The Hatch-Waxman Act was enacted in 1984 to address two main congressional goals: (1) to encourage innovation in pharmaceutical research and development; and (2) to help generic drugs reach the market more quickly. Through amendments to both the patent and the food and drug laws, the Act established several practices intended to provide brand-name firms with incentives to innovate while facilitating the marketing of generic pharmaceuticals. Whether or not it was envisioned at the time, the use of generic drugs in the US has seen a tremendous increase since the enactment of the Act. From about 13% (of all prescriptions) in 1984, use of generic drugs grew to 50% by the late 1990s and currently constitute well over 80% of all prescriptions in the US.
Among other things, the Act included elaborate provisions governing the mechanisms through which a potential generic manufacturer may obtain marketing approval for a drug that has been patented by another party. It also put in place an expedited approval processes for generic drugs. In doing so, the Act launched a new type of litigation, “Hatch-Waxman” or “ANDA” litigation. The evolution of the US generic drug industry has been shaped, in part, as a result of such litigation proceedings that unfolded many questions critical to understanding the generic approval process.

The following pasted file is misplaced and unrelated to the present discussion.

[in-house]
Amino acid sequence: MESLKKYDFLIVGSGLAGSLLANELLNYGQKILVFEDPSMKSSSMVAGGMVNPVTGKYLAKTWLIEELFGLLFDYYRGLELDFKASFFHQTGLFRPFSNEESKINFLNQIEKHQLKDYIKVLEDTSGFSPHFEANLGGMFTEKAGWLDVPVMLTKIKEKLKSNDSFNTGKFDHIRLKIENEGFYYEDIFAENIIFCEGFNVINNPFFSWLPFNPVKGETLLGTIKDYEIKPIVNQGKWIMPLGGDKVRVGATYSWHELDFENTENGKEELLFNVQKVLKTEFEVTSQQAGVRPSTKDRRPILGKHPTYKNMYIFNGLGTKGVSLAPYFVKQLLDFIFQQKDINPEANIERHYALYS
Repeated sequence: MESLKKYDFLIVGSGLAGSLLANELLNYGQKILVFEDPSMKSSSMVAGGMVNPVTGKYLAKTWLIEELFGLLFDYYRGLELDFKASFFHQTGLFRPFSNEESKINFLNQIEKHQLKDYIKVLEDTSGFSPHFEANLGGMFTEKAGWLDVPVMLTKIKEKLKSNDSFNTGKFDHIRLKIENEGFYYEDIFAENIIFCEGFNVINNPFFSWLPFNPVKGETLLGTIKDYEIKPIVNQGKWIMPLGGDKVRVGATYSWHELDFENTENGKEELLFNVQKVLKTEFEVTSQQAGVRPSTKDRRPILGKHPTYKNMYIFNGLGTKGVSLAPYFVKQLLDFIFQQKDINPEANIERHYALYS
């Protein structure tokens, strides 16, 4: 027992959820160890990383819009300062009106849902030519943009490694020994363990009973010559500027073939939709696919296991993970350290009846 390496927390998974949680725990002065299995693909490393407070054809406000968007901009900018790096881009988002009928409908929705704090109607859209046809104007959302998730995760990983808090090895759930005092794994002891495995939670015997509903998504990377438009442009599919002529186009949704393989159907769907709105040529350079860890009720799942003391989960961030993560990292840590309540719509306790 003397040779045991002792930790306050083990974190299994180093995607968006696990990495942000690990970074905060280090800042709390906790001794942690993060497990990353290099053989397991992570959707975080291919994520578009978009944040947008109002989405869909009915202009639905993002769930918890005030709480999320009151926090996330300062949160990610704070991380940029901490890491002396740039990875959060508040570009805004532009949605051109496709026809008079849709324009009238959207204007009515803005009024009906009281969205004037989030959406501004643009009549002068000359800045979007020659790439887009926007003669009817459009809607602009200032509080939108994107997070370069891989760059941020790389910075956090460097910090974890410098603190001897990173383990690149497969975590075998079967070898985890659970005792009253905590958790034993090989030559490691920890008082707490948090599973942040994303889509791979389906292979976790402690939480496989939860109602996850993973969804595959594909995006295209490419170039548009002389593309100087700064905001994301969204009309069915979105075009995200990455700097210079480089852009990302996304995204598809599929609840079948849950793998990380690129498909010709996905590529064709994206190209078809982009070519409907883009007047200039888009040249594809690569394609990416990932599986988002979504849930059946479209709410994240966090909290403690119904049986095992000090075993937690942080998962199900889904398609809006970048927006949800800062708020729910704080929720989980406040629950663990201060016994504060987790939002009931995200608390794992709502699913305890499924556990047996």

Although generic drug usage is over 80% of all prescriptions in the US, as of 2015 the sale of generics were only a quarter as large as those of patented drugs. In the past several years, the number of ANDA litigations has significantly increased. As an active member of the legal community within the ANDA space, we took a look at the latest developments in the field and now share our observations. In the article titled “Hatch-Waxman And Biosimilars Litigation: 2017 Year-in-Review,” we provide a brief overview of the Hatch-Waxman Act, a summary of the recently released FDA Draft Guidance, a general timeline of Hatch-Waxman and Biosimilars litigation, and summaries of some of the related decisions issued by the U.S. Supreme Court and Court of Appeals for the Federal Circuit in the year 2017.